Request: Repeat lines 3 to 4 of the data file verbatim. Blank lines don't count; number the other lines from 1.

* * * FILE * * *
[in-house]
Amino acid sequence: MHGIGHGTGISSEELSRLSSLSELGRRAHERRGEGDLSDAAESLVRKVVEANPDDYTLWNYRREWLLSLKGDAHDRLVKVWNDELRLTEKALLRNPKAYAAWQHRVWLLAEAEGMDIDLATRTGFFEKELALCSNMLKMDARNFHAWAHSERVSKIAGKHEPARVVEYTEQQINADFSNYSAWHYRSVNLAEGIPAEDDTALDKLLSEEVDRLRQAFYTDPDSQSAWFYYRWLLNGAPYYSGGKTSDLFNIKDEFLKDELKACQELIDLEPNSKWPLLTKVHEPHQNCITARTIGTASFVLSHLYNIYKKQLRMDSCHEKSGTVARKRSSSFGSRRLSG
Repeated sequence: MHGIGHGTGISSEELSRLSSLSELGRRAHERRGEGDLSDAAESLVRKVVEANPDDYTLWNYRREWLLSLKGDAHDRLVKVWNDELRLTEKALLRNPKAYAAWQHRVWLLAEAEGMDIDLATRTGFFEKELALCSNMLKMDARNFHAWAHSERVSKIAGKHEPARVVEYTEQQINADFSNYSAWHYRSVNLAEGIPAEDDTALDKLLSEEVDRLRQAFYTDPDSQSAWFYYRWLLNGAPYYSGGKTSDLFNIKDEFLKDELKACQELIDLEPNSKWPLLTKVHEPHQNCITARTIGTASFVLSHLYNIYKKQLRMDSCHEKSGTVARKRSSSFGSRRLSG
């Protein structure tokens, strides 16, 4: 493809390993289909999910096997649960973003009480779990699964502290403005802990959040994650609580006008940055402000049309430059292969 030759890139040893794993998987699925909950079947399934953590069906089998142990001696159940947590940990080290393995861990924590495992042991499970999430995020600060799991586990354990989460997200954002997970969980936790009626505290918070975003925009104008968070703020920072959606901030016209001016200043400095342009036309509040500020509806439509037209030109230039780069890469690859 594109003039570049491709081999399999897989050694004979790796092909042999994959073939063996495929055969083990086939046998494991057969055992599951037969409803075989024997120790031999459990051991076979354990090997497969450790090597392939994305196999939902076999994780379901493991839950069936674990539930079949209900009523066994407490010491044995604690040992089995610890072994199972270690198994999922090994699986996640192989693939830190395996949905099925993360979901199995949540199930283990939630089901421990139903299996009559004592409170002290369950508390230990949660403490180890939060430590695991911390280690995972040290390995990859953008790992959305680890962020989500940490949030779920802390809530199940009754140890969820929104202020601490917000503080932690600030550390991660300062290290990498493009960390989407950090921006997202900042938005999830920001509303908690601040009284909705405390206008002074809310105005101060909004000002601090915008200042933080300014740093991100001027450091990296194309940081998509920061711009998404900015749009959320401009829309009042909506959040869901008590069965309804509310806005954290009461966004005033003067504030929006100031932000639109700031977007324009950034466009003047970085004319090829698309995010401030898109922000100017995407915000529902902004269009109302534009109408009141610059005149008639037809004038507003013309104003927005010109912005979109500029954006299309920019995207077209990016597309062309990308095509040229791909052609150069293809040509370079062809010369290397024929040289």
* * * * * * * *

Repeated sequence: MHGIGHGTGISSEELSRLSSLSELGRRAHERRGEGDLSDAAESLVRKVVEANPDDYTLWNYRREWLLSLKGDAHDRLVKVWNDELRLTEKALLRNPKAYAAWQHRVWLLAEAEGMDIDLATRTGFFEKELALCSNMLKMDARNFHAWAHSERVSKIAGKHEPARVVEYTEQQINADFSNYSAWHYRSVNLAEGIPAEDDTALDKLLSEEVDRLRQAFYTDPDSQSAWFYYRWLLNGAPYYSGGKTSDLFNIKDEFLKDELKACQELIDLEPNSKWPLLTKVHEPHQNCITARTIGTASFVLSHLYNIYKKQLRMDSCHEKSGTVARKRSSSFGSRRLSG
């Protein structure tokens, strides 16, 4: 493809390993289909999910096997649960973003009480779990699964502290403005802990959040994650609580006008940055402000049309430059292969 030759890139040893794993998987699925909950079947399934953590069906089998142990001696159940947590940990080290393995861990924590495992042991499970999430995020600060799991586990354990989460997200954002997970969980936790009626505290918070975003925009104008968070703020920072959606901030016209001016200043400095342009036309509040500020509806439509037209030109230039780069890469690859 594109003039570049491709081999399999897989050694004979790796092909042999994959073939063996495929055969083990086939046998494991057969055992599951037969409803075989024997120790031999459990051991076979354990090997497969450790090597392939994305196999939902076999994780379901493991839950069936674990539930079949209900009523066994407490010491044995604690040992089995610890072994199972270690198994999922090994699986996640192989693939830190395996949905099925993360979901199995949540199930283990939630089901421990139903299996009559004592409170002290369950508390230990949660403490180890939060430590695991911390280690995972040290390995990859953008790992959305680890962020989500940490949030779920802390809530199940009754140890969820929104202020601490917000503080932690600030550390991660300062290290990498493009960390989407950090921006997202900042938005999830920001509303908690601040009284909705405390206008002074809310105005101060909004000002601090915008200042933080300014740093991100001027450091990296194309940081998509920061711009998404900015749009959320401009829309009042909506959040869901008590069965309804509310806005954290009461966004005033003067504030929006100031932000639109700031977007324009950034466009003047970085004319090829698309995010401030898109922000100017995407915000529902902004269009109302534009109408009141610059005149008639037809004038507003013309104003927005010109912005979109500029954006299309920019995207077209990016597309062309990308095509040229791909052609150069293809040509370079062809010369290397024929040289």